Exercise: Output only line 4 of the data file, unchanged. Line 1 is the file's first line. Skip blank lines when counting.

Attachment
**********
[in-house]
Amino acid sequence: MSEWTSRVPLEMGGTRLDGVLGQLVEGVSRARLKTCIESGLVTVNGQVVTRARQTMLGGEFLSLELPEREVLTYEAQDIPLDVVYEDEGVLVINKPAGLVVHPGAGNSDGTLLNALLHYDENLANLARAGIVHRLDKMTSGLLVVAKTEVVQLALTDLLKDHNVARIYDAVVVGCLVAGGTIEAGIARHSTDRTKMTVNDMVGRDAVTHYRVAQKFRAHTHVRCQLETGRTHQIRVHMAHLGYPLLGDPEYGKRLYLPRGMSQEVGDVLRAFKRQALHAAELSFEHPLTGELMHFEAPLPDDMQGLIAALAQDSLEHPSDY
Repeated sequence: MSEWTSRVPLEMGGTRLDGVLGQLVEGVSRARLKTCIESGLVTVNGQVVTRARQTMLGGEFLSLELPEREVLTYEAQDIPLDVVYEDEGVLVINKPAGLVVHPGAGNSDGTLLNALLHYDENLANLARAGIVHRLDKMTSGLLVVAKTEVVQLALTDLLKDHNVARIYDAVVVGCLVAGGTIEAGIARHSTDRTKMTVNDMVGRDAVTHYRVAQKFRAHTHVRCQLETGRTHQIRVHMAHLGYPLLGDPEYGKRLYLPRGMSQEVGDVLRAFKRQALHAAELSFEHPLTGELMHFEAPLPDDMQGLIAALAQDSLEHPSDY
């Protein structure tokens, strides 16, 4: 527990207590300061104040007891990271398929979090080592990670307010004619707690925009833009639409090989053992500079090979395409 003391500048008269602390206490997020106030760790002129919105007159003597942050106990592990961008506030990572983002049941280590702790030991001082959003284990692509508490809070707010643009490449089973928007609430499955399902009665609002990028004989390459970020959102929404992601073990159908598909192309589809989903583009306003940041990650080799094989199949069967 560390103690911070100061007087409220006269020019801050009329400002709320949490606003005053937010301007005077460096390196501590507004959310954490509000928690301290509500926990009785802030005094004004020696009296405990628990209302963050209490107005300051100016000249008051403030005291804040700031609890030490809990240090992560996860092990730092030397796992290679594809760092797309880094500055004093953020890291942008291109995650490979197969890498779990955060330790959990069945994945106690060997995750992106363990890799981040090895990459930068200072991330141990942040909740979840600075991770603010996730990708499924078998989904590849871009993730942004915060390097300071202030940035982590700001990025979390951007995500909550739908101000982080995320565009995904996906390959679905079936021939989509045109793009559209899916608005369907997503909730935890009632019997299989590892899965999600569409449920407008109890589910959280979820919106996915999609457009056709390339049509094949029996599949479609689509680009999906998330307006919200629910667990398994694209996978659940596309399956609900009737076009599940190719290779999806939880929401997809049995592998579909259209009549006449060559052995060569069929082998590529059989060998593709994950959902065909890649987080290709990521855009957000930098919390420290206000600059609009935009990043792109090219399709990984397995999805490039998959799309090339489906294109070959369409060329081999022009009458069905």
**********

């Protein structure tokens, strides 16, 4: 527990207590300061104040007891990271398929979090080592990670307010004619707690925009833009639409090989053992500079090979395409 003391500048008269602390206490997020106030760790002129919105007159003597942050106990592990961008506030990572983002049941280590702790030991001082959003284990692509508490809070707010643009490449089973928007609430499955399902009665609002990028004989390459970020959102929404992601073990159908598909192309589809989903583009306003940041990650080799094989199949069967 560390103690911070100061007087409220006269020019801050009329400002709320949490606003005053937010301007005077460096390196501590507004959310954490509000928690301290509500926990009785802030005094004004020696009296405990628990209302963050209490107005300051100016000249008051403030005291804040700031609890030490809990240090992560996860092990730092030397796992290679594809760092797309880094500055004093953020890291942008291109995650490979197969890498779990955060330790959990069945994945106690060997995750992106363990890799981040090895990459930068200072991330141990942040909740979840600075991770603010996730990708499924078998989904590849871009993730942004915060390097300071202030940035982590700001990025979390951007995500909550739908101000982080995320565009995904996906390959679905079936021939989509045109793009559209899916608005369907997503909730935890009632019997299989590892899965999600569409449920407008109890589910959280979820919106996915999609457009056709390339049509094949029996599949479609689509680009999906998330307006919200629910667990398994694209996978659940596309399956609900009737076009599940190719290779999806939880929401997809049995592998579909259209009549006449060559052995060569069929082998590529059989060998593709994950959902065909890649987080290709990521855009957000930098919390420290206000600059609009935009990043792109090219399709990984397995999805490039998959799309090339489906294109070959369409060329081999022009009458069905």